• Exhale for twice as long as you inhale, for example, inhale for three seconds and exhale for six seconds. By exhaling longer, your body will automatically breathe in a little longer and deeper in the next step.
  • Lie on your back and your hands on your stomach. Inhale into your stomach through your nose so that your hands are raised. Hold the air in your body for a few seconds. Finally, exhale through your mouth again. Repeat this process a few times until you are completely calm and relaxed.

Smile

A very simple and effective technique for relaxation is smiling. It releases endorphins and natural pain relievers. The muscles can relax and you will feel happier.

Relaxation as preventive health care

Regular relaxation practices have a long-term positive effect on your health. In addition, giving yourself relaxation breaks are an opportunity to do something for yourself, to take your time, to get to know yourself better and to cope with everyday life with more energy and serenity.

Waveguard recommends individual relaxation

At Waveguard, we are aware that more exercise and a balanced diet create a basis for balance. We believe that relaxation, resilience building techniques as well as the reduction of electromagnetic radiation can promote your energy, focus and wellbeing. For this, we can recommend alternative solutions that are right for you.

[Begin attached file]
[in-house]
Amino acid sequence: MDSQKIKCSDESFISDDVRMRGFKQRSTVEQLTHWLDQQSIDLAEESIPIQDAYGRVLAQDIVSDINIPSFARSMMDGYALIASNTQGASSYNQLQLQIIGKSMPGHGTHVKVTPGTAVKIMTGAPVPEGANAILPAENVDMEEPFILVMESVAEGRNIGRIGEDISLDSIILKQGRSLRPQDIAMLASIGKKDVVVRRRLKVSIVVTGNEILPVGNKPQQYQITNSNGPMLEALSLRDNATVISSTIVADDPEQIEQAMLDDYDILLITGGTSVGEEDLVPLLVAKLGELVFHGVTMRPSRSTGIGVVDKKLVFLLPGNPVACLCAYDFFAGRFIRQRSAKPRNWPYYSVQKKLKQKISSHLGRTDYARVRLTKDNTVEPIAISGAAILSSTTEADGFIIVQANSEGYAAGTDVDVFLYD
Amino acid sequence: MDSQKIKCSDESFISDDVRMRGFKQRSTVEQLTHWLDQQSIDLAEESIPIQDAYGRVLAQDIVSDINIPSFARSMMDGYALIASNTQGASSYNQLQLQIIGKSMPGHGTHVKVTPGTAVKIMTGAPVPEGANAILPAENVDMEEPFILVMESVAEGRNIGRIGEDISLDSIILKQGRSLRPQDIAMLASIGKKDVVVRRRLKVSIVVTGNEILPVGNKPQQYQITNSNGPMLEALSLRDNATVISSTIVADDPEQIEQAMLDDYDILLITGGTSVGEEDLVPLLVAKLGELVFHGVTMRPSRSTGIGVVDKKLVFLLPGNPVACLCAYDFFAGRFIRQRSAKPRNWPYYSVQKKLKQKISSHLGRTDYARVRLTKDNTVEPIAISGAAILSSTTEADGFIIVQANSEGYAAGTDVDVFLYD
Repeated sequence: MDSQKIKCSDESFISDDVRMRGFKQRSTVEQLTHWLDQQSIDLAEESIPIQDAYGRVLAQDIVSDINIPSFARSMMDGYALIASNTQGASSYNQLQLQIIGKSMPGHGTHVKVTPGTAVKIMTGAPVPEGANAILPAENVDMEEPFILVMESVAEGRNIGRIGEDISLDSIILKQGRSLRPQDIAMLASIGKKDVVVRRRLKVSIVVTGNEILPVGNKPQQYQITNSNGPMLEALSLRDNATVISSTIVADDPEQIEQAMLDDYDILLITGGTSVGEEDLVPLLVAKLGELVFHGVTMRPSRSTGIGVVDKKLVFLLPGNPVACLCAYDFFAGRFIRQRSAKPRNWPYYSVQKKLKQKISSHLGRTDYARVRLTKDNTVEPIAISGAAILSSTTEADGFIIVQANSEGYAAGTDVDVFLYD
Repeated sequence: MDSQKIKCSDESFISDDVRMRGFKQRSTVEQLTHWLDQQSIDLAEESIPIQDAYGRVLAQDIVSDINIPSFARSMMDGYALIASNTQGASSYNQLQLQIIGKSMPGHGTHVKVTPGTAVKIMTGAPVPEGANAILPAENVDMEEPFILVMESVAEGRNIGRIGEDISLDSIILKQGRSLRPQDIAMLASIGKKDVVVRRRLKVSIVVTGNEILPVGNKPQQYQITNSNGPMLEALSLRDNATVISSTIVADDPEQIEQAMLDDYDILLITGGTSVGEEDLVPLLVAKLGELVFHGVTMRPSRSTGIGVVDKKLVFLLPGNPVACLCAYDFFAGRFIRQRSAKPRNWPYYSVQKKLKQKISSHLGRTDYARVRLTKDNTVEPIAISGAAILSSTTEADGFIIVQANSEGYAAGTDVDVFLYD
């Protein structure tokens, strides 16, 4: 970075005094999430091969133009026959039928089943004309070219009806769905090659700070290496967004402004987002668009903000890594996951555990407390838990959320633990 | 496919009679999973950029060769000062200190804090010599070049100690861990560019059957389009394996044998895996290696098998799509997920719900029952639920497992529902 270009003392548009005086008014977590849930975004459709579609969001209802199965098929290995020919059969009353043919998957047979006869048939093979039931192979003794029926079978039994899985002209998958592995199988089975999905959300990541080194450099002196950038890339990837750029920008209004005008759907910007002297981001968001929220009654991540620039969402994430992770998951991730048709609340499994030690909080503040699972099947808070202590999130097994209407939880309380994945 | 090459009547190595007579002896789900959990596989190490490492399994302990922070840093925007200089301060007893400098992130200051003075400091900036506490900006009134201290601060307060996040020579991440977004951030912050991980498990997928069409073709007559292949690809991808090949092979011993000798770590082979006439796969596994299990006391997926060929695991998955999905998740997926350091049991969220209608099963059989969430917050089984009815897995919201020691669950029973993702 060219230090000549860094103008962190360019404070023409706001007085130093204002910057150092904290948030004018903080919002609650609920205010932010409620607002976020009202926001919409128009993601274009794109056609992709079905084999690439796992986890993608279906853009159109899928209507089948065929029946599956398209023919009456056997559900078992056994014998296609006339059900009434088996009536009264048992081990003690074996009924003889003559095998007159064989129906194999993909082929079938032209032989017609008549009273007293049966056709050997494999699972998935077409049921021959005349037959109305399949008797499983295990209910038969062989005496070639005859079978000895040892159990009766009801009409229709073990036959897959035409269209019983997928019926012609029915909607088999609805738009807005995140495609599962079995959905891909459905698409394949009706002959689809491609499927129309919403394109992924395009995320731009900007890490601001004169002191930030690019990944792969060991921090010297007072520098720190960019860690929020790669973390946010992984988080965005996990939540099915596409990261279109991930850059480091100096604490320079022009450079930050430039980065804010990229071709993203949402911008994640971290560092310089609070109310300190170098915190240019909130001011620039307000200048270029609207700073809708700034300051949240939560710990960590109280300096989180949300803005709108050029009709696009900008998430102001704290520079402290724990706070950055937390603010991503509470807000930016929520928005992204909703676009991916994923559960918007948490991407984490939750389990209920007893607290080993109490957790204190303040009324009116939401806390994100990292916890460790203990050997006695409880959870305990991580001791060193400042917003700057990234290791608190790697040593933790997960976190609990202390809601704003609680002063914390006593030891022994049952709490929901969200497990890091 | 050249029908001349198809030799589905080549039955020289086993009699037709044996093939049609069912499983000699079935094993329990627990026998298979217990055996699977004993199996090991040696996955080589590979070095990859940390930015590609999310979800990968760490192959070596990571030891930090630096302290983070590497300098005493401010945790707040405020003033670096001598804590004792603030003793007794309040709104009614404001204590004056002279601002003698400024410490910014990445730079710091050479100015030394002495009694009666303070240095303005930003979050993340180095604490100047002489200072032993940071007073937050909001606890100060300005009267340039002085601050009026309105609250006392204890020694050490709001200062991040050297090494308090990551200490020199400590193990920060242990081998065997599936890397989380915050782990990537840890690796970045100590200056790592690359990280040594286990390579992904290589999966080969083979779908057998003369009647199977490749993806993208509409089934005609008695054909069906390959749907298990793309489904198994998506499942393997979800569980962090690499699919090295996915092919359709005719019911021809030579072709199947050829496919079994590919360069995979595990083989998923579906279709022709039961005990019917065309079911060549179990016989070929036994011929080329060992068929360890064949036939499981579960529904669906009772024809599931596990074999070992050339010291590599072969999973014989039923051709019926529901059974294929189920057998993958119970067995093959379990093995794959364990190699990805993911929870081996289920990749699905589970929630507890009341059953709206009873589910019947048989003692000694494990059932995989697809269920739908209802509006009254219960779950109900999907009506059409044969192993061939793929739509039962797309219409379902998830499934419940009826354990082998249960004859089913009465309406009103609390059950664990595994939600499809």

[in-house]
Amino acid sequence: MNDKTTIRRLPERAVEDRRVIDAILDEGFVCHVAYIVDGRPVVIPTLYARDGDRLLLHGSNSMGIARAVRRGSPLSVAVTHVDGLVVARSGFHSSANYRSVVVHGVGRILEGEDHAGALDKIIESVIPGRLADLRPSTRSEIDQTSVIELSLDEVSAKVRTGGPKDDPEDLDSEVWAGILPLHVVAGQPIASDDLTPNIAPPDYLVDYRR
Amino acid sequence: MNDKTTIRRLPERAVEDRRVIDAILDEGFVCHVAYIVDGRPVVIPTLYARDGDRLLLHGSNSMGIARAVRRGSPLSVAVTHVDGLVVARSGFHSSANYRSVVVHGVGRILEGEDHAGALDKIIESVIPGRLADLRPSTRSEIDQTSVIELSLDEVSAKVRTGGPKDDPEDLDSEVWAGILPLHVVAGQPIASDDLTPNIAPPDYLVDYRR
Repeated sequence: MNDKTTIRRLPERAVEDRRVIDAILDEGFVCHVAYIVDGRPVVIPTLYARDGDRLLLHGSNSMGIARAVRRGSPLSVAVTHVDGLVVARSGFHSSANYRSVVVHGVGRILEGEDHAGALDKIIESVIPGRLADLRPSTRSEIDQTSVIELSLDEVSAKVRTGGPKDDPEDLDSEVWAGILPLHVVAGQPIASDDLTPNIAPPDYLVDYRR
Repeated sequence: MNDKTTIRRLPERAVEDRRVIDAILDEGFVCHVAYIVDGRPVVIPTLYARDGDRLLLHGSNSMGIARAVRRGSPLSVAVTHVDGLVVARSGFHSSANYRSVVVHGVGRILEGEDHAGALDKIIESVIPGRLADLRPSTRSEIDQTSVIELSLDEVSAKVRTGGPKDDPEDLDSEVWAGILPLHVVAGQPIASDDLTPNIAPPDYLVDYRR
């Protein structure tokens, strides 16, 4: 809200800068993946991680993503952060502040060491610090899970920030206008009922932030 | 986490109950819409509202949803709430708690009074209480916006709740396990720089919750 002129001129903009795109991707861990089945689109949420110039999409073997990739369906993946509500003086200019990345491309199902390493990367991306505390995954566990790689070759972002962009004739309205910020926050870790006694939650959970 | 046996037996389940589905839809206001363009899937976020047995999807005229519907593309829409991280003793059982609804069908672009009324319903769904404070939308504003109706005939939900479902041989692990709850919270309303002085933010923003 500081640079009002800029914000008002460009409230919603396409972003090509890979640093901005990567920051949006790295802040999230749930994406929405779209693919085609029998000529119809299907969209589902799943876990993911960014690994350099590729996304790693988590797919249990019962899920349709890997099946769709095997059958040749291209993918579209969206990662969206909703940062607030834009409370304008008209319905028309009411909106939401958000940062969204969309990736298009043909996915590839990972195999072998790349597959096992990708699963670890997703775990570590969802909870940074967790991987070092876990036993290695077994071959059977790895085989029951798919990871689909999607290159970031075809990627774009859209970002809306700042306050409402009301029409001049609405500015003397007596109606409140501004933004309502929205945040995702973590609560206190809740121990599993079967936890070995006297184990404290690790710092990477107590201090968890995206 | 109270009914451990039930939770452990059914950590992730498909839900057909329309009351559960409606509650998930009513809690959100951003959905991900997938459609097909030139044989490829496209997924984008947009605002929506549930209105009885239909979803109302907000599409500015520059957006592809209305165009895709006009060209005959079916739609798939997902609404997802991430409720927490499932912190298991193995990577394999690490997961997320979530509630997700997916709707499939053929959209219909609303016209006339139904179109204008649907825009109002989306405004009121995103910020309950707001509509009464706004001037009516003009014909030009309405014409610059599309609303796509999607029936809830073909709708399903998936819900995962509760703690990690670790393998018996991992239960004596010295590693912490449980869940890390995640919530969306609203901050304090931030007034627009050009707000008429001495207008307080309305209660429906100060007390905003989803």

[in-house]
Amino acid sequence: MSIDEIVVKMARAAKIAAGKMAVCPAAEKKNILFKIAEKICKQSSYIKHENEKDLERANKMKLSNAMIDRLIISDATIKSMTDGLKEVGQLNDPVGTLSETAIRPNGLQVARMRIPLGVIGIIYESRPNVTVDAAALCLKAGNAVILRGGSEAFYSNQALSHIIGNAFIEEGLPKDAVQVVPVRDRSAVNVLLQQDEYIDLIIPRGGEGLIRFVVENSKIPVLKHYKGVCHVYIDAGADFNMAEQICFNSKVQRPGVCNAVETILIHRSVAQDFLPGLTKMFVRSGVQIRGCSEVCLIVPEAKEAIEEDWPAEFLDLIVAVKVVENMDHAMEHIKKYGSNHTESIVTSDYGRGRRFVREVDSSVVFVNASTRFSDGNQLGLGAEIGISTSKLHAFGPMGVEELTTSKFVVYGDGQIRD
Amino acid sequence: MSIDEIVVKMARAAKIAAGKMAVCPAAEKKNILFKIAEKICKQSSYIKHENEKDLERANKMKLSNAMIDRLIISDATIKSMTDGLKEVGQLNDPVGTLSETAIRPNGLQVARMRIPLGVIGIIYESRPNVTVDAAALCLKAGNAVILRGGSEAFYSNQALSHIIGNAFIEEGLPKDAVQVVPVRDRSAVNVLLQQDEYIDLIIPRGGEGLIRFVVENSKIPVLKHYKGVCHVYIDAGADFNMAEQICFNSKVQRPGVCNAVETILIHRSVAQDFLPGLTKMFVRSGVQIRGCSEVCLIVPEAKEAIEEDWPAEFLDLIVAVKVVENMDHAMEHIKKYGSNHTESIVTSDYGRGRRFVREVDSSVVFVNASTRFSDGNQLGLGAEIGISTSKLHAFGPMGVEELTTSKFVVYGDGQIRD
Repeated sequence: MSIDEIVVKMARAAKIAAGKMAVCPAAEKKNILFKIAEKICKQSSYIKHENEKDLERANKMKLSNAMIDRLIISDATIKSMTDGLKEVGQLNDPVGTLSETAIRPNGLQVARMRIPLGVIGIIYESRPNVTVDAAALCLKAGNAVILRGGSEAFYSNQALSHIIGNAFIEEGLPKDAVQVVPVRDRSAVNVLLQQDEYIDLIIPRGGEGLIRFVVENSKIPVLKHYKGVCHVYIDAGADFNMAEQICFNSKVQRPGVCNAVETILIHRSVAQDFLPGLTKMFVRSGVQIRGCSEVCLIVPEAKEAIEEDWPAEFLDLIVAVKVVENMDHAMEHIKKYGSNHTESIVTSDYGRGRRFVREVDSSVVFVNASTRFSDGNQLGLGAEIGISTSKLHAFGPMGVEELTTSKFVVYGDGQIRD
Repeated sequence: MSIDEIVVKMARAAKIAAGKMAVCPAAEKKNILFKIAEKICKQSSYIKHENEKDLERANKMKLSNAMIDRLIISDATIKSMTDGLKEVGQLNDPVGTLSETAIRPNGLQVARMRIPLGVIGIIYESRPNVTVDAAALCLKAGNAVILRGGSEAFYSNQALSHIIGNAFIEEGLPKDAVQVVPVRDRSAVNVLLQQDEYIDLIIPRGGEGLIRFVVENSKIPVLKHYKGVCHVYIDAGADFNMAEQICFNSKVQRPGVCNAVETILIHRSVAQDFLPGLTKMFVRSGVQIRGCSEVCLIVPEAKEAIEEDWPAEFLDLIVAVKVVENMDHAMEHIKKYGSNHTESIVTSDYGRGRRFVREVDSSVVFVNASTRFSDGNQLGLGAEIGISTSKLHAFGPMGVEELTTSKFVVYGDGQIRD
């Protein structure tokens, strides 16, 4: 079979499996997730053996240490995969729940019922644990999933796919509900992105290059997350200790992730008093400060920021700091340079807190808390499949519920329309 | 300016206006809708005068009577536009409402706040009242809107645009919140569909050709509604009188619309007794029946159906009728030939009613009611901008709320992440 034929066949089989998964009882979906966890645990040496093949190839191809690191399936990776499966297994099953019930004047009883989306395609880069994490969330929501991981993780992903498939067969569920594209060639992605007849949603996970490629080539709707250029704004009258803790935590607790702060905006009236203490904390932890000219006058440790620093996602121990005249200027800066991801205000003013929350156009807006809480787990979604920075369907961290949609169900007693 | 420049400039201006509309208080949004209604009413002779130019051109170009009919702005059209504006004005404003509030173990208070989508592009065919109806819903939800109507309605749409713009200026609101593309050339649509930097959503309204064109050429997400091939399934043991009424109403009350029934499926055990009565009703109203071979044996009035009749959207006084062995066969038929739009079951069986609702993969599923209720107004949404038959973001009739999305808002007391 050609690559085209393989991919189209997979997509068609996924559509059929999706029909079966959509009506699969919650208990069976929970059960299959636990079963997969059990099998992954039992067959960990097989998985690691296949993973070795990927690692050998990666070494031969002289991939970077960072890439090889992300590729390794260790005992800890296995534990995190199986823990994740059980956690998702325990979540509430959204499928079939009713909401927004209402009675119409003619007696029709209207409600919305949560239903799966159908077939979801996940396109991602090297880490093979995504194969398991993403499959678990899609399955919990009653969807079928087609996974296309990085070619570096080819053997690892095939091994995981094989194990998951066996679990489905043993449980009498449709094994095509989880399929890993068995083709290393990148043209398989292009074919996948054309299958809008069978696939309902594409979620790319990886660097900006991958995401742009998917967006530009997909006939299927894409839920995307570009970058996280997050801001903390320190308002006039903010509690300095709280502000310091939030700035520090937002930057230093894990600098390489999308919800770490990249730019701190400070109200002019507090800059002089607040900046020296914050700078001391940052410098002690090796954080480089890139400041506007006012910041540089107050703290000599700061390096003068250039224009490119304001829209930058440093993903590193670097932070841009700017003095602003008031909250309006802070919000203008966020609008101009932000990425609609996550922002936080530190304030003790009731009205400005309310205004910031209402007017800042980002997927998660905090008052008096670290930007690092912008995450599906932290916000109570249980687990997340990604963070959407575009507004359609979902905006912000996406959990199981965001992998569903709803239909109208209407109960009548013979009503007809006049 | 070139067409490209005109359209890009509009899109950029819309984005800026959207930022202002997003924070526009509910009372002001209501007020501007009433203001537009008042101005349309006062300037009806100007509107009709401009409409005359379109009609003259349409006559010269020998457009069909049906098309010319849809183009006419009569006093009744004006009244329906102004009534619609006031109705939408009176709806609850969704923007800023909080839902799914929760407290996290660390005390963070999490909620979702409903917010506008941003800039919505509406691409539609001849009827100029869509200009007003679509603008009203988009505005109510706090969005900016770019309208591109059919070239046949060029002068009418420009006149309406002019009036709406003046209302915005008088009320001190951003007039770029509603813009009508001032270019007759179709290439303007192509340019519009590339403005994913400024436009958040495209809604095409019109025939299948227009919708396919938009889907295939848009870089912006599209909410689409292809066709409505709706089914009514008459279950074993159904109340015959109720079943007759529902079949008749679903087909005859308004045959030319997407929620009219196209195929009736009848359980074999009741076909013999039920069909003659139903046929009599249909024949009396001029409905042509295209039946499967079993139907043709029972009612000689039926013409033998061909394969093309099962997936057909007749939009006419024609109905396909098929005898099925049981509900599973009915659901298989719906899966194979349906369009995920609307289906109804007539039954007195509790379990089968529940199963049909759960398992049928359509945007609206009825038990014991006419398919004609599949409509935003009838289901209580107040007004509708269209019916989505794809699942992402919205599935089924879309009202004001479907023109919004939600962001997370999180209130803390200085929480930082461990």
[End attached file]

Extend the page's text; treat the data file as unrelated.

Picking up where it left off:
We have also developed Qi technology, which works with natural frequencies and is the elixir of all our Qi devices. Qi technology can support you in all relaxation techniques thanks to natural light frequencies.

Any questions? We are here to help.

Did you like our article? Read more about relaxation techniques and EMF protection in our Waveguard blog.

References

EMF PROTECTION FOR YOUR OFFICE
Free: Checklist for EMF protection in your workplace

Electrosmog can often trigger health related problems, such as headaches and poor concentration.

What you’ll discover:

  • What is electrosmog and why it is so harmful to health;
  • How to mitigate EMF exposure in your workplace;
  • Easy and effective protective measures to promote wellbeing of every employee in your workplace.

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Anne Usadel

Anne Usadel

Anne Usadel M.A. studied literature and linguistics. Since then, she has worked as a freelance editor in the fields of art, culture and health. She has been researching the topic of electrosmog for Waveguard since 2015.